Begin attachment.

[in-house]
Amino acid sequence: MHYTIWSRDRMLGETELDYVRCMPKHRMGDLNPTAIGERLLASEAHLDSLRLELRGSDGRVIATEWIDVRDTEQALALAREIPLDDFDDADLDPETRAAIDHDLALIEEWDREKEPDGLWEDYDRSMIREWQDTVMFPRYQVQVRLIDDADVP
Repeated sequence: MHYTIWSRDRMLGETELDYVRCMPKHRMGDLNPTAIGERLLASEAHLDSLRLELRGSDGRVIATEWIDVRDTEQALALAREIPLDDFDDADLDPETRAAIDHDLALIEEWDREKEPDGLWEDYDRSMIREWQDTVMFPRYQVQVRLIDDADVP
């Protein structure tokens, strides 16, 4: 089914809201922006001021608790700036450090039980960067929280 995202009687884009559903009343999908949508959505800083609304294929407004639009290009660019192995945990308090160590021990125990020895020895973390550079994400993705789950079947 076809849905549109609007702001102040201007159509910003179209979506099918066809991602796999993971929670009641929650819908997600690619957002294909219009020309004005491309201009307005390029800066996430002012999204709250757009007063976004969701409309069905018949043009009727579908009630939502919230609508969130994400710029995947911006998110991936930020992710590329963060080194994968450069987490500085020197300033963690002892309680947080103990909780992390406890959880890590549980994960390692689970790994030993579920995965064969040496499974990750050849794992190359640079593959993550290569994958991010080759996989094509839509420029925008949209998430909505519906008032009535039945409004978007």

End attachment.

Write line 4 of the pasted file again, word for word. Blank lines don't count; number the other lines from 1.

């Protein structure tokens, strides 16, 4: 089914809201922006001021608790700036450090039980960067929280 995202009687884009559903009343999908949508959505800083609304294929407004639009290009660019192995945990308090160590021990125990020895020895973390550079994400993705789950079947 076809849905549109609007702001102040201007159509910003179209979506099918066809991602796999993971929670009641929650819908997600690619957002294909219009020309004005491309201009307005390029800066996430002012999204709250757009007063976004969701409309069905018949043009009727579908009630939502919230609508969130994400710029995947911006998110991936930020992710590329963060080194994968450069987490500085020197300033963690002892309680947080103990909780992390406890959880890590549980994960390692689970790994030993579920995965064969040496499974990750050849794992190359640079593959993550290569994958991010080759996989094509839509420029925008949209998430909505519906008032009535039945409004978007």